ICEL began work studying the implications of Rome’s ‘observations’ and preparing a new translation of the Rites of Ordination according to the principles laid down. Sixteen months after the rejection letter, the now Cardinal Medina Estévez sent a further letter to conferences emphasising the urgency of the project, criticising ICEL, and setting an Easter 2000 deadline for the completion of the work. The new literal translation prepared in accordance with the Congregation’s directives was completed on time and, at its Easter 2000 meeting, the Australian Catholic Bishops Conference approved it and sent it to Rome for its recognitio.

Hostility to ICEL
Meanwhile, the direct attack on ICEL intensified. In October 1999, Cardinal Medina wrote a letter to Bishop Maurice Taylor, chair of the Episcopal Board, demanding widespread changes in ICEL’s mandate, structures and personnel. The Cardinal refused to meet with Bishop Taylor or anyone involved with ICEL. ICEL was accused of paraphrasing rather than translating, making alterations without prior authorisation from Rome, limiting the extent to which bishops can obtain corrections or improvements, adding original texts, etc. Committee membership and structures were also criticised. The letter concluded that ICEL in its present form was not in a position to render adequate service to the bishops, the Holy See or the English-speaking faithful. Consequently the Congregation directed the bishops to revise ICEL’s statutes within six months, limiting its work to the strict translation of Roman liturgical texts, giving the bishops a more hands-on role in ICEL’s work, and requiring anyone involved in ICEL to obtain the nihil obstat of the Congregation to assume and maintain their role.

The Vatican was claiming control. Cardinal Medina wrote:

The experience of the years since the Council, as well as a deepening theological reflection, have brought clearly into focus the fact that the constitution, the regulation and the oversight of an international commission for liturgical translation are rightfully the competence of the Holy See to a degree which is not always sufficiently reflected in the statutes which govern such bodies.

In response to Cardinal Medina’s letter, a special meeting of the presidents of bishops conferences was held to discuss the mission and purpose of ICEL. The Episcopal Board also met and a subcommittee of bishops drafted a new charter for the work of translation which was implemented for a two year trial. In accordance with the wishes of the Congregation, ICEL’s secretariat and Advisory Committee did not take part in the process. The executive secretary, Dr John Page, was allowed to continue during this period but applications would be called for the position at the end of the two-year trial.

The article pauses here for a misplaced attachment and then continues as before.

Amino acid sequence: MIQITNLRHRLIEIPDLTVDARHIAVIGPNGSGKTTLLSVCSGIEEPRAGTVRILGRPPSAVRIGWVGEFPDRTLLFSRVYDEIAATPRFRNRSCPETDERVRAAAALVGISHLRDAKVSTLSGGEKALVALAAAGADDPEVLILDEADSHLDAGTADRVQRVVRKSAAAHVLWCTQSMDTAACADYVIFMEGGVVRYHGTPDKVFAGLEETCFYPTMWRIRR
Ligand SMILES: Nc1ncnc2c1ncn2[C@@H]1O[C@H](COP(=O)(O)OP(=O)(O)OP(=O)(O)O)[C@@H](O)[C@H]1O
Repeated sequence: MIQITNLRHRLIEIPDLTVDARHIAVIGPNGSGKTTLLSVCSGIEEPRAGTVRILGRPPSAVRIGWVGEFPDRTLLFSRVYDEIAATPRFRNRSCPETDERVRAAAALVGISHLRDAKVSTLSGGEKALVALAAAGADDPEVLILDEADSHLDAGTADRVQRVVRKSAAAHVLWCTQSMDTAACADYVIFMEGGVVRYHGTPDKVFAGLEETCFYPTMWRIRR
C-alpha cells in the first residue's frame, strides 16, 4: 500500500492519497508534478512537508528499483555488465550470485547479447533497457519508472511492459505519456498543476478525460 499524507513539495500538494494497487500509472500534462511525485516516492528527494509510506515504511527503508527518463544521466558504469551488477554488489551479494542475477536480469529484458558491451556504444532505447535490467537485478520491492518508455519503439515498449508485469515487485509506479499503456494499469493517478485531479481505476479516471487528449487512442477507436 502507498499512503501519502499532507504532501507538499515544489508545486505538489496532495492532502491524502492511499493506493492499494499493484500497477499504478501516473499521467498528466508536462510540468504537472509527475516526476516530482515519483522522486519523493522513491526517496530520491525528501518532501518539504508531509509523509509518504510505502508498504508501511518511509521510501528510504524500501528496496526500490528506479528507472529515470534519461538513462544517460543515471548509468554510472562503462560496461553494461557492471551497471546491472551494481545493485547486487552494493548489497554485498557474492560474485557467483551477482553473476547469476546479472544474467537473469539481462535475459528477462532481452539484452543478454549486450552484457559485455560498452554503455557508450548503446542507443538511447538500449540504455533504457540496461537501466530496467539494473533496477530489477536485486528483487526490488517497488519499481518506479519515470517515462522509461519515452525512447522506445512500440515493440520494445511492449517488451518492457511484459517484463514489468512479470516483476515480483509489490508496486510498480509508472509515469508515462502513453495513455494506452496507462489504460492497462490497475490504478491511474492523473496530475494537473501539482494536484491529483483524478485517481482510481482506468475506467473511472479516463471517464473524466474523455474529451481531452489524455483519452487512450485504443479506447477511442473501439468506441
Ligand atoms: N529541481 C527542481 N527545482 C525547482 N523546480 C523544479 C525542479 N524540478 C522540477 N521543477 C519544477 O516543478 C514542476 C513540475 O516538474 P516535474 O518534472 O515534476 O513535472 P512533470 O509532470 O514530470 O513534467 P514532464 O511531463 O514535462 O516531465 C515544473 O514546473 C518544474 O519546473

The new structure redefined roles, replacing the Advisory Committee with a Consultants Committee, disbanding the standing sub-committees in favour of ad hoc committees, and strengthening the role of the Episcopal Board. An executive of the Episcopal Board now meet by teleconference each month. However the bishops tried to retain control of the organisation and therefore of the translation process. The Cardinal continued to insist that the reform did not go far enough.

Liturgiam Authenticam
What we saw in the response on the ordination rite and in the demands made of ICEL proved to be only trial runs for the ‘king hit’ which appeared on 25 April 2001. Without any consultation of bishops conferences, the Congregation for Divine Worship and the Discipline of the Sacraments promulgated a new document Liturgiam Authenticam ‘on the use of vernacular languages in the publication of the books of the Roman liturgy’. Presented as the fifth Instruction for the right implementation of the Constitution on the Sacred Liturgy of the Second Vatican Council, it is a document for the whole world (not just for English speakers). It replaces Comme le prévoit without even mentioning its existence.